Varlik finances itself entirely through sales and advertising. While both public and third-party funding bodies do exist at the national and regional levels to which we could (theoretically) resort, we haven’t done so for several reasons. One of these is that we don’t like to waste time with bureaucracy, the other being our aversion to the accompanying loss of independence. We do benefit from a yearly subscription to the public library network (301 copies out of a total of 1500), which is administered by the Ministry of Culture and Tourism. We make negligible use of voluntary unpaid work.
Financing European cultural journals
Like other types of cultural organization reliant on public funds, cultural journals throughout Europe have felt the impact of recession. In addition to funding cuts, journals are also having to negotiate the upheavals taking place in the print sector.
Through a European survey of financing for cultural journals, Eurozine takes stock of the situation of the network, in order to communicate its experiences internally and to others who hold a stake in European cultural policy today. [more]
Read the statements here:
Ord&Bild and Glänta, Sweden
Host, Czech Republic
Res Publica Nowa, Poland
Blätter für deutsche und internationale Politik, Germany
In the long term, however, we may be in need of serious financial support if the downward trend in subscriptions and bookstore sales continues. For some years, the magazine has not been available in newsstands, due to the impossible costs the two main national distributors (both divisions of the biggest mainstream media conglomerates in Turkey) impose on serial publications with circulation numbers that do not meet their
criteria. Politics, cultural or otherwise, plays a role in the sense that publications addressing marginal segments of the market are expected to compete with mainstream media on the same terms, based on the ideology of the free market.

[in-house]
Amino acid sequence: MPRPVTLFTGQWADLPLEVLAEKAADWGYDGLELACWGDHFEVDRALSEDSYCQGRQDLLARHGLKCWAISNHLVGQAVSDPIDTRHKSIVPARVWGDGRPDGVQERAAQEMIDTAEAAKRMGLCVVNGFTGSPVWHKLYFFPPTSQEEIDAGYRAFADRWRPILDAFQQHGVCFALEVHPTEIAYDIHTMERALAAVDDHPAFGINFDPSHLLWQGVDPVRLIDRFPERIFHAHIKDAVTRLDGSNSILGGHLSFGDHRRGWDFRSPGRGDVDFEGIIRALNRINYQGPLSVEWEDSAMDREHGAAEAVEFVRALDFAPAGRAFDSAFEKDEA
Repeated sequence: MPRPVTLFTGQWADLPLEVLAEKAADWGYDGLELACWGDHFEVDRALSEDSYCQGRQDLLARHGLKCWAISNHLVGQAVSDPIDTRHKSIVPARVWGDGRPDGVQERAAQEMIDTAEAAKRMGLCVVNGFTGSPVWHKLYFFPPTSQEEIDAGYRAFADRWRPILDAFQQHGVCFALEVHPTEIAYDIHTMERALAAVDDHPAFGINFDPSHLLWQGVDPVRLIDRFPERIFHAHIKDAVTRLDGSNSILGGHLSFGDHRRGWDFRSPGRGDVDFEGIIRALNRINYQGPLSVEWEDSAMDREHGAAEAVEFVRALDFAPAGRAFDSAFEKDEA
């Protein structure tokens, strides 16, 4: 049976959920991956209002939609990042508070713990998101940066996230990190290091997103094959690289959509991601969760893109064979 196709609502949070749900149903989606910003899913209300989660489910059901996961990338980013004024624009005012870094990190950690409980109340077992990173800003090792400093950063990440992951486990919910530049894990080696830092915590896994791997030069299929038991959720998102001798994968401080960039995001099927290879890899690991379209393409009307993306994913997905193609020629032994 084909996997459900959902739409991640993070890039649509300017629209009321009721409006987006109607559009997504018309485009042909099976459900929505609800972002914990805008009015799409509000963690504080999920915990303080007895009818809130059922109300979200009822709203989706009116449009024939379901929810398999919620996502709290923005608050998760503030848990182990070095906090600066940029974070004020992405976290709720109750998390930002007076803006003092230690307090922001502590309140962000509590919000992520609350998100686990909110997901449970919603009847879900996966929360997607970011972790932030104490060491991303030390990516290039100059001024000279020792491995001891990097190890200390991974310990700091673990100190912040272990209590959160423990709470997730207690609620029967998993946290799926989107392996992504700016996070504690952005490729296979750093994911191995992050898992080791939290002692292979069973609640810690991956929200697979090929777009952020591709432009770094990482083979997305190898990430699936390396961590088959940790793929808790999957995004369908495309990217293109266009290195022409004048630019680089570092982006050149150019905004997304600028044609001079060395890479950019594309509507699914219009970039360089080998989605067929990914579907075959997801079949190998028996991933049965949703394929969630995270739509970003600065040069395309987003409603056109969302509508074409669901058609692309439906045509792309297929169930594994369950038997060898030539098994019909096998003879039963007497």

So while it makes no sense to talk about public funding policy with respect to Varlik itself, it can certainly be said that some periodicals do receive better treatment from various national and/or local government organs that sponsor cultural activities on the basis of their content. For instance, certain religious publications and daily papers connected to the Fethullah Gülen movement have a tremendous reach. These Mormon-like missionaries, who are supported by some of the biggest corporations in Turkey (such as the food conglomerate Ülker), enjoy the blessing of an important faction within the AKP. It’s not as if they needed it: Gülen owns a number of TV channels, radio stations and daily newspapers (including Zaman, which boasts a circulation of 1 million, the highest in the Turkish media.)
A good example of how cultural policy is influenced by politics in Turkey is prime minister Erdogan’s instruction to take down a huge sculpture, which he called a “monstrosity”, symbolizing “peace and reconciliation” near the Armenian border in Kars. It had been commissioned by the previous municipal administration – of a different political colour – as a gesture to its Armenian neighbours. Another example would be his orders to “privatize” state-owned theatres and operas while at the same time placing them largely under the supervision of people either from the ranks of the governmental bureaucracy or close to the AKP. Last but not least, it’s an open secret that Erdogan himself has been the main force behind the “cleansing” operation – i.e. the firing of unwelcome columnists and editors – throughout most of the opposition media.